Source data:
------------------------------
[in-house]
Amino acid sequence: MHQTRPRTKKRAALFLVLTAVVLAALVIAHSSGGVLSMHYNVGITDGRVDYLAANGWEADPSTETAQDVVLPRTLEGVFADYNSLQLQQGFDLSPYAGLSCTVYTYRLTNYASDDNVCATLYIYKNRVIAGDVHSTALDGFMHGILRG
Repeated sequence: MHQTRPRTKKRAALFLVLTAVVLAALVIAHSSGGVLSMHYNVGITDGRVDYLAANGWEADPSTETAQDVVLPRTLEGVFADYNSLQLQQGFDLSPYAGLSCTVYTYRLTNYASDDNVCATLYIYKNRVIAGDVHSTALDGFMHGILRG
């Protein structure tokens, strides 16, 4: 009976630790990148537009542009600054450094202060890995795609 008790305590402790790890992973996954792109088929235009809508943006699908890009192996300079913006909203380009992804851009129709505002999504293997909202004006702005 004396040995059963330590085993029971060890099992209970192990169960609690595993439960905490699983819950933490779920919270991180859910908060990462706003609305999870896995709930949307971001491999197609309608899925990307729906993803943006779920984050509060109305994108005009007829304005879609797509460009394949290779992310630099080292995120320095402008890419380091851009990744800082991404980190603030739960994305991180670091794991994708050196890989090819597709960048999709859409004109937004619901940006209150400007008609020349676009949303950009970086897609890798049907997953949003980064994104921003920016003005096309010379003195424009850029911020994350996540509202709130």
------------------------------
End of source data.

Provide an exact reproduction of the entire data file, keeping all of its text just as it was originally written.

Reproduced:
[in-house]
Amino acid sequence: MHQTRPRTKKRAALFLVLTAVVLAALVIAHSSGGVLSMHYNVGITDGRVDYLAANGWEADPSTETAQDVVLPRTLEGVFADYNSLQLQQGFDLSPYAGLSCTVYTYRLTNYASDDNVCATLYIYKNRVIAGDVHSTALDGFMHGILRG
Repeated sequence: MHQTRPRTKKRAALFLVLTAVVLAALVIAHSSGGVLSMHYNVGITDGRVDYLAANGWEADPSTETAQDVVLPRTLEGVFADYNSLQLQQGFDLSPYAGLSCTVYTYRLTNYASDDNVCATLYIYKNRVIAGDVHSTALDGFMHGILRG
């Protein structure tokens, strides 16, 4: 009976630790990148537009542009600054450094202060890995795609 008790305590402790790890992973996954792109088929235009809508943006699908890009192996300079913006909203380009992804851009129709505002999504293997909202004006702005 004396040995059963330590085993029971060890099992209970192990169960609690595993439960905490699983819950933490779920919270991180859910908060990462706003609305999870896995709930949307971001491999197609309608899925990307729906993803943006779920984050509060109305994108005009007829304005879609797509460009394949290779992310630099080292995120320095402008890419380091851009990744800082991404980190603030739960994305991180670091794991994708050196890989090819597709960048999709859409004109937004619901940006209150400007008609020349676009949303950009970086897609890798049907997953949003980064994104921003920016003005096309010379003195424009850029911020994350996540509202709130």